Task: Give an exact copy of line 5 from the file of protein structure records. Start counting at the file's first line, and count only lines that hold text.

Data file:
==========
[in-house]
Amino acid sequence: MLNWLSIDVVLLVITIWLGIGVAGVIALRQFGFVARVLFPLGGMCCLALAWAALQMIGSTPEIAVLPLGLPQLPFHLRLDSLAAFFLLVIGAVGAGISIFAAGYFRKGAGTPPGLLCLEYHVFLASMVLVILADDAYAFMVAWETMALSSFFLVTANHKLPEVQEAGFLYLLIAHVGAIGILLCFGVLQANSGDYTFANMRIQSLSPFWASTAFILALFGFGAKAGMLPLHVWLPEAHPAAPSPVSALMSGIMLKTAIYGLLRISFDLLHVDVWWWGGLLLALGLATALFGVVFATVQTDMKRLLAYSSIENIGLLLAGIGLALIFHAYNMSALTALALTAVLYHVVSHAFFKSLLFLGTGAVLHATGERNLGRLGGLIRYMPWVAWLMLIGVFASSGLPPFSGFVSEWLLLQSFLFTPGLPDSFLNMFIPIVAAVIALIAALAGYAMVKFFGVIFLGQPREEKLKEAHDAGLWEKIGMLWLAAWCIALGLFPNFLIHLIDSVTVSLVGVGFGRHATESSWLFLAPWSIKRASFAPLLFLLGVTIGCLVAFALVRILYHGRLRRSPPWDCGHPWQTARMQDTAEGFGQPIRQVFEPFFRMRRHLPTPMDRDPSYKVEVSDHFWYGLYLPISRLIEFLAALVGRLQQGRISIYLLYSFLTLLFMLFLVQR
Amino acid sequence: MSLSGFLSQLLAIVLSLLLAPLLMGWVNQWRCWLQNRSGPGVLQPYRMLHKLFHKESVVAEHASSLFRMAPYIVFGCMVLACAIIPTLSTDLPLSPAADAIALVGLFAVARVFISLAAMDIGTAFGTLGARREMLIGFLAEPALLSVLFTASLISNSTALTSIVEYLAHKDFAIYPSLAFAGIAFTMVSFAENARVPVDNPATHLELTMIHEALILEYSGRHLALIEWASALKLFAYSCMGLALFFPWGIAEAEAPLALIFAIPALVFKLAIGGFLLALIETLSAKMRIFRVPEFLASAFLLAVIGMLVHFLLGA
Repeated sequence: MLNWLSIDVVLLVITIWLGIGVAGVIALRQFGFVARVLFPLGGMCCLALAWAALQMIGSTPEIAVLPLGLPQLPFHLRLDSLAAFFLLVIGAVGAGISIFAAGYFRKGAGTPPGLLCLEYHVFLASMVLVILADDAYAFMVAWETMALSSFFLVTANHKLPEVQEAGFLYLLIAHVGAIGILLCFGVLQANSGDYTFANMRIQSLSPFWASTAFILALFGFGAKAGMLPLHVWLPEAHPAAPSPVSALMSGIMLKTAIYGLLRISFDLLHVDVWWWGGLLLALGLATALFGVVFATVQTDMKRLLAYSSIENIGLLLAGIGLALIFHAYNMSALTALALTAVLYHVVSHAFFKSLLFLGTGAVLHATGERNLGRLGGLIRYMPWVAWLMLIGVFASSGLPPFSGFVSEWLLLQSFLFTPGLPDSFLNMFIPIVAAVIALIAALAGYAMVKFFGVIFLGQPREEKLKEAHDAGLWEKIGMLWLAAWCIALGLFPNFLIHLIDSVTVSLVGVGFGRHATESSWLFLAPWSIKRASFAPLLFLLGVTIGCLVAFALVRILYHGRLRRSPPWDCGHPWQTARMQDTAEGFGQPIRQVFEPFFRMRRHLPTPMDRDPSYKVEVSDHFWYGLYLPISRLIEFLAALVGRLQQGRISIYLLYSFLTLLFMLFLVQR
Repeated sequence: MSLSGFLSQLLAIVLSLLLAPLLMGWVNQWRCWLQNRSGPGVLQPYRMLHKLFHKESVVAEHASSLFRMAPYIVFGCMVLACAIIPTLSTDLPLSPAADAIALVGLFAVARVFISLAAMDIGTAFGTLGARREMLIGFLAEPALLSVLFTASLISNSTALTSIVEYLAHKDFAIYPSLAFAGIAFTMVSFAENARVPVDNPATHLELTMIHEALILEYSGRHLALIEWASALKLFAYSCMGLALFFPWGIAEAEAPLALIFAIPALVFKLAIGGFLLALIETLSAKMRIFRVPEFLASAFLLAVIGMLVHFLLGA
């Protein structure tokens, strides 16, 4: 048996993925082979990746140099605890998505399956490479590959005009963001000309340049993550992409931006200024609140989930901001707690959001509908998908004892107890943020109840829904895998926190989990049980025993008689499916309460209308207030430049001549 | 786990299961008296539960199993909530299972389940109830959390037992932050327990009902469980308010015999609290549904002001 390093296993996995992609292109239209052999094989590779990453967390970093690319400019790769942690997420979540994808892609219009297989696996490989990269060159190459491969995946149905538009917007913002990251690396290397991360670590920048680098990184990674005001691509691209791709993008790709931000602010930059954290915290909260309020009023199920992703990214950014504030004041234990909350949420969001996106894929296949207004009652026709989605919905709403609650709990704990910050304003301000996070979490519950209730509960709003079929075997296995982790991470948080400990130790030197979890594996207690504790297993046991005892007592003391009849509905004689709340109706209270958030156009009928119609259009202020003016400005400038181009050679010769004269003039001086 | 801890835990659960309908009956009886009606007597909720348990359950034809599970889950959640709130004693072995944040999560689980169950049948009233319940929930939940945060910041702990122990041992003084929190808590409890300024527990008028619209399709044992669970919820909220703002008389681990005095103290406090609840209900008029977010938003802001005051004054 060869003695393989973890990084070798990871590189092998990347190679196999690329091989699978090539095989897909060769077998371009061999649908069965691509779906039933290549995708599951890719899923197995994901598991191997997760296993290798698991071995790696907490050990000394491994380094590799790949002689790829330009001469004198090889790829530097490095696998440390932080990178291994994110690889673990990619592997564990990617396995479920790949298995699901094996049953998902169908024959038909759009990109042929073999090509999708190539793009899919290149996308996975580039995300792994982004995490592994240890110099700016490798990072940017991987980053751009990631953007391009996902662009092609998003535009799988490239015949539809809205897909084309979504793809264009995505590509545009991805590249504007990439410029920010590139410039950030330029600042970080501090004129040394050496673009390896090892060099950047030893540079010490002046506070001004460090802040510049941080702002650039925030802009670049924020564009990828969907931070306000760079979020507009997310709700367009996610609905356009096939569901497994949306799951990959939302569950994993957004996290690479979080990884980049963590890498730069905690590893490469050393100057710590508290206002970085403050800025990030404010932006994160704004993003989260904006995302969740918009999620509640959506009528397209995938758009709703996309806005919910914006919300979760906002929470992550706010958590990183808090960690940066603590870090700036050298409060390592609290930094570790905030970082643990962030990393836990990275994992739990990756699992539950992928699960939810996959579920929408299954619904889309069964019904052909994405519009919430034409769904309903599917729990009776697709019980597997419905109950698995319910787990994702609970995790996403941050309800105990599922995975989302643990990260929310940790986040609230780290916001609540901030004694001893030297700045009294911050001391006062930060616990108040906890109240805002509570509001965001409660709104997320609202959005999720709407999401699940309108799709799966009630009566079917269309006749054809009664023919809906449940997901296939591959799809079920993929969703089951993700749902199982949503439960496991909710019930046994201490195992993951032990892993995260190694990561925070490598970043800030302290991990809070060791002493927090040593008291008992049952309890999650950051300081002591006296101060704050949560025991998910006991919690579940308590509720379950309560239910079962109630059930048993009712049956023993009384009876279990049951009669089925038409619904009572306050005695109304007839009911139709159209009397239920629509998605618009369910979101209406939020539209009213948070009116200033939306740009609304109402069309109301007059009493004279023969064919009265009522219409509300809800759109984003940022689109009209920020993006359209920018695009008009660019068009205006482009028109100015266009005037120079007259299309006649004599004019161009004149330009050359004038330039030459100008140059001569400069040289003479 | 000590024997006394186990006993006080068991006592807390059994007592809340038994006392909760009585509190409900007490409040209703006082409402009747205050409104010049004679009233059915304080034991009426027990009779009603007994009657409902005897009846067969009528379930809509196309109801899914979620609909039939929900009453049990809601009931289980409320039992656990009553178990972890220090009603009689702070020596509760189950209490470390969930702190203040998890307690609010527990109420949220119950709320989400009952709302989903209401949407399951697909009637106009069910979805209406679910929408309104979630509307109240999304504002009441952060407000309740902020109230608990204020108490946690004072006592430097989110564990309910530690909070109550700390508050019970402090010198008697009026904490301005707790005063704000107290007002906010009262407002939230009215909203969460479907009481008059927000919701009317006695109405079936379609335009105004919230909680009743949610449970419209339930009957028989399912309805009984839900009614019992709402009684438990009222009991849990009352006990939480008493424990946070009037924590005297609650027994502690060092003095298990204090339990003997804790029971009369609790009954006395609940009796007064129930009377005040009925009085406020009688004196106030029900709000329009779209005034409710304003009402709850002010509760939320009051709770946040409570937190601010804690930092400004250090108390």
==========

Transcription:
Repeated sequence: MSLSGFLSQLLAIVLSLLLAPLLMGWVNQWRCWLQNRSGPGVLQPYRMLHKLFHKESVVAEHASSLFRMAPYIVFGCMVLACAIIPTLSTDLPLSPAADAIALVGLFAVARVFISLAAMDIGTAFGTLGARREMLIGFLAEPALLSVLFTASLISNSTALTSIVEYLAHKDFAIYPSLAFAGIAFTMVSFAENARVPVDNPATHLELTMIHEALILEYSGRHLALIEWASALKLFAYSCMGLALFFPWGIAEAEAPLALIFAIPALVFKLAIGGFLLALIETLSAKMRIFRVPEFLASAFLLAVIGMLVHFLLGA